Never knowingly undersolved.

Azed 2055/all’s fair

Posted by ilancaron on October 23rd, 2011

A fairly straightforward Azed — relatively speaking.  The usual frequent excursions to the BRB.  But must be said, Azed is rarely if ever unfair and this is no exception.


1 S(LACK IN [g], S)TAYS – slow to turn (if you’re a boat).
9 CAPE HYACINTH – (each in patchy)* but surprised this wasn’t enumerated as (4, 8).
10 HULL – two meanings
11 A,R(V)O – MCG as in Melbourne Cricket Ground I suppose since arvo is afternoon in Australia (at first I thought this was a typo for MCC).
13 M[umb]O,J[umb]O
14 OR(V)AL – obsolete sage
16 RE(A,DAB)LE – a,dab in reel*.  And do people still use holidays for catching up on their reading? I thought holidays were desperate searches for a wireless internet connection to connect to your work email.
19 COMIC,E – a kind of pear
21 [di]STANCE – rev(I’d) removed from distance
27 IS,LES – where les[bian] is a dyke.  Not sure what the song reference is though? “End of the road in song is dyke?”
28 TIER – US apron (apropos mom and cookies).
29 BON[din]G
30 TOPS – rev(spot=performance)
31 ENTER,OMORP,HA – seaweed genus.  rev(promo=advertising video)
32 SYSTEMATISES– (messiest stay)*


1 SCHORL – R for O in school=drill.  And SCHORL is a black tourmaline.
2 L,AUREATE – aureate=gilded
3 C(ELAD)ON – rev(dale) in con.  It’s glazed Chinese pottery.
4 K(HA[t])LAT – rev(talk=pompous speech)
5 NAVAL CR,OWN – (Roman) award.  (carn[i]val)* and OWN=”having to concede” (own up).
6 TI(M)BO – a natural insecticide (from bark of SA plant).  M in rev(obit = date of death)
7 ANO(E)TIC – E in action*.  Noetic is “purely intellectual”, so ANOETIC is its opposite (“felt but not understood”).
8 S(HOT)TE – hot=violent in set*.  Variant of shoat=young pig.
12 RUB,B(ER R)OOM – boring job (in the US apparently — new to me and I’m American).
17 AC(ALEPH)E – jellyfish.  Aleph precedes beth in the (Hebrew) alphabet.
18 TAP,PETS“a projection that transmits motion from one part of a machine to another by tapping” which I suppose are “regularly trodden on”. Yikes — got that wrong.  It’s actually CAR,PETS as noted below.  And indeed a very clever and amusing clue.   I feel like I should be put on the carpet for this mistake.
20 MAESTRI – (a term is)*
21 SORT(E)S – “divination by chance opening of the Bible, Homer, Virgil, etc.” – wish I could report that I found this definition in Chambers self-referentially.
23 N,YSSAS – rev(sassy=rude).  Small Asiatic trees.
24 M(P)RET – P in rev(term=end).  Albanian ruler.

10 Responses to “Azed 2055/all’s fair”

  1. sidey says:

    18d Nodding dogs? They’re regularly trodden on. The answer is carpets, and I really like the clue, a neighbour of mine had a tiny car with thirty four nodding-dogs in it. Treading was too good.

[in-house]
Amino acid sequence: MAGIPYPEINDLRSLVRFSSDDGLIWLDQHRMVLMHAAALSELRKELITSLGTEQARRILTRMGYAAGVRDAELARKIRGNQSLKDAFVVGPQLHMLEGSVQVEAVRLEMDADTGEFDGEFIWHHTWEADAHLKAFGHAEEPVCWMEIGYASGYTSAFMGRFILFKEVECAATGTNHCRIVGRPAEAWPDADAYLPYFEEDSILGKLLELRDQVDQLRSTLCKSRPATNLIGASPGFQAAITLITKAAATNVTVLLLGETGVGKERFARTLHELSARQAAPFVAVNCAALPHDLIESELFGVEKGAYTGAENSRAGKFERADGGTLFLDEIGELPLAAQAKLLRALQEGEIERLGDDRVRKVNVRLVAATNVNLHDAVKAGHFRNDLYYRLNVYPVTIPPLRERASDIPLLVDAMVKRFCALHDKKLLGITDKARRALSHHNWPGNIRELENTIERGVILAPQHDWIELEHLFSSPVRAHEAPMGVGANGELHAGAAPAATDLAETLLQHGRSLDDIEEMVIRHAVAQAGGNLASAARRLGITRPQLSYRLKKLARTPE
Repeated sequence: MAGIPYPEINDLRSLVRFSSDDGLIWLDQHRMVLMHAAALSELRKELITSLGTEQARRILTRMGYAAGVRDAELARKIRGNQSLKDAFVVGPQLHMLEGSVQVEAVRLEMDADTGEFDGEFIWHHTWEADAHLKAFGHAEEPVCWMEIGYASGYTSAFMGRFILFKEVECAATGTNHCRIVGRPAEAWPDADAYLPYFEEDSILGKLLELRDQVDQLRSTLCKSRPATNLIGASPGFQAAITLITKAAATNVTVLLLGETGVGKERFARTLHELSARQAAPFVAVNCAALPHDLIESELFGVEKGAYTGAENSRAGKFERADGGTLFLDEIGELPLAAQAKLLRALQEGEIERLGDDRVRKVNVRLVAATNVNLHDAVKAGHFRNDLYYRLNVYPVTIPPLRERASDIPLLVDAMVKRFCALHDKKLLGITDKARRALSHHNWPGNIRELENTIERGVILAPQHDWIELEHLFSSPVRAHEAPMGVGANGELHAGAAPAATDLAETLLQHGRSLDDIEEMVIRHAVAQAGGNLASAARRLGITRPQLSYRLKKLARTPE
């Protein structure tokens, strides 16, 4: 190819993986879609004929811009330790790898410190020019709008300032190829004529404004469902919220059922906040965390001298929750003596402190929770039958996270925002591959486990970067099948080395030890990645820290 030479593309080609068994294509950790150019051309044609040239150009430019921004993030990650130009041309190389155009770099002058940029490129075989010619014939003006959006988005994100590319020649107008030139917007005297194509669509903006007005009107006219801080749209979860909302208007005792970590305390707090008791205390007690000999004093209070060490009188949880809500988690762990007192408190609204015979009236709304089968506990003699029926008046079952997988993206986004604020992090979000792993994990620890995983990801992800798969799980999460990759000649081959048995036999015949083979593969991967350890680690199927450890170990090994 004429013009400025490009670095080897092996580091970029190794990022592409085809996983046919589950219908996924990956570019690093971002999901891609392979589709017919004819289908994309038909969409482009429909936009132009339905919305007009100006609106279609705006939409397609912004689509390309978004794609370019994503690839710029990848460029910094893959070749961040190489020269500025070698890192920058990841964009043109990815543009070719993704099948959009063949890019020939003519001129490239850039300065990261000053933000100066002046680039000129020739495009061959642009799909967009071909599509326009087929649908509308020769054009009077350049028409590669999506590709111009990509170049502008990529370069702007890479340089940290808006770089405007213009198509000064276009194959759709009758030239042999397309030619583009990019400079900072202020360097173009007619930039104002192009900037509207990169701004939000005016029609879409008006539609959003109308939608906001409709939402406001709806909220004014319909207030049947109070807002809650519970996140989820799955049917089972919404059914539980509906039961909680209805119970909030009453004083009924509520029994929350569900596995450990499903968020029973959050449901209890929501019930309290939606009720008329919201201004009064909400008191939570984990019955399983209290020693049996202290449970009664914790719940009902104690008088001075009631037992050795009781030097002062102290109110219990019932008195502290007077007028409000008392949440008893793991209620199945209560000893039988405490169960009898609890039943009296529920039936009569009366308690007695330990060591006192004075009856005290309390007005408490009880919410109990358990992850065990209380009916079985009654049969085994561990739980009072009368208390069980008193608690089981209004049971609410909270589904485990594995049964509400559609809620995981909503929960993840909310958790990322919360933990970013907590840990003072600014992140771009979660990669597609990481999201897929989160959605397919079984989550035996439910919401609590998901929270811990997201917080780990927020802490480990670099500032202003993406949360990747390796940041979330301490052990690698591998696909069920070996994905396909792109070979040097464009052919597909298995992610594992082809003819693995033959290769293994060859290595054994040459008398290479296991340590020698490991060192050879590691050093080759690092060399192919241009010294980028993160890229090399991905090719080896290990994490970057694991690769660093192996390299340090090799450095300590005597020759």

The song in 27a I suspect.

  2. Pelham Barton says:

    Thanks Azed for another excellent crossword and ilancaron for the blog.

    18dn: I agree with sidey both about the answer and the excellence of the clue: CAR PETS (wordplay for nodding dogs) CARPETS (definition: regularly trodden on)

  3. ilancaron says:

    Indeed. Mea culpa.

  4. Bob Sharkey says:

    Do I detect a neat ‘swerve’ regarding R?PPER at 26 across?

  5. Chris says:

    @Bob Sharkey
    I had RAPPER at 26ac. – 2 mngs: (i) one who raises spirits at a seance, (ii) a big lie (“great romance”).

  6. Bob Sharkey says:

    Agreed. I had hoped that Ilancaron might be moved to correct his ommission, but perhaps he has simply moved on. I thought it a very good ‘uncher’ suggesting a ‘ripper’, i.e. a rip-roaring yarn, a real trap for the solver in a hurry to get finished.

  7. ilancaron says:

    I have indeed moved on. And this week’s Listener has all but wiped out any memory of last week’s Azed — I honestly don’t remember this clue. Not sure why I skipped it in the blog. But I have a distinct memory of my grid being full so I must have answered it and understood it otherwise I would have remarked on it (do I really believe that?)

    How’s that for “the dog ate my homework”?

  8. sidey says:

    Very good excuse, please show your working to gain full marks.

  9. Pelham Barton says:

    I have been away from home, so unable to check CAPE HYACINTH (9ac)in Chambers until today. It is indeed given as two words, so I agree that it should have been marked as such. (Azed would not of course give the lengths of the individual words.)

  10. Jack Cook says:

    SO pleased that rapper and sortes gave most of the reasons for comments, and my thanks to Chris for clarifications. I was on a roll with Azed going back months and months and months until those damn two defeated me and I settled for waiting on the Observer site to reveal all. Frustrating when the other clues had been Ok, although by no means a breeze.
    Wikipedia has: “The Road to the Isles” is a famous Scottish traditional song. It is part of the Kennedy-Fraser collection and it appeared in a book entitled ‘Songs of the Hebrides’ published in 1917, with the eponymous title by the Celtic poet Kenneth Macleod.”
    Oh well, time to try getting the new run to three.

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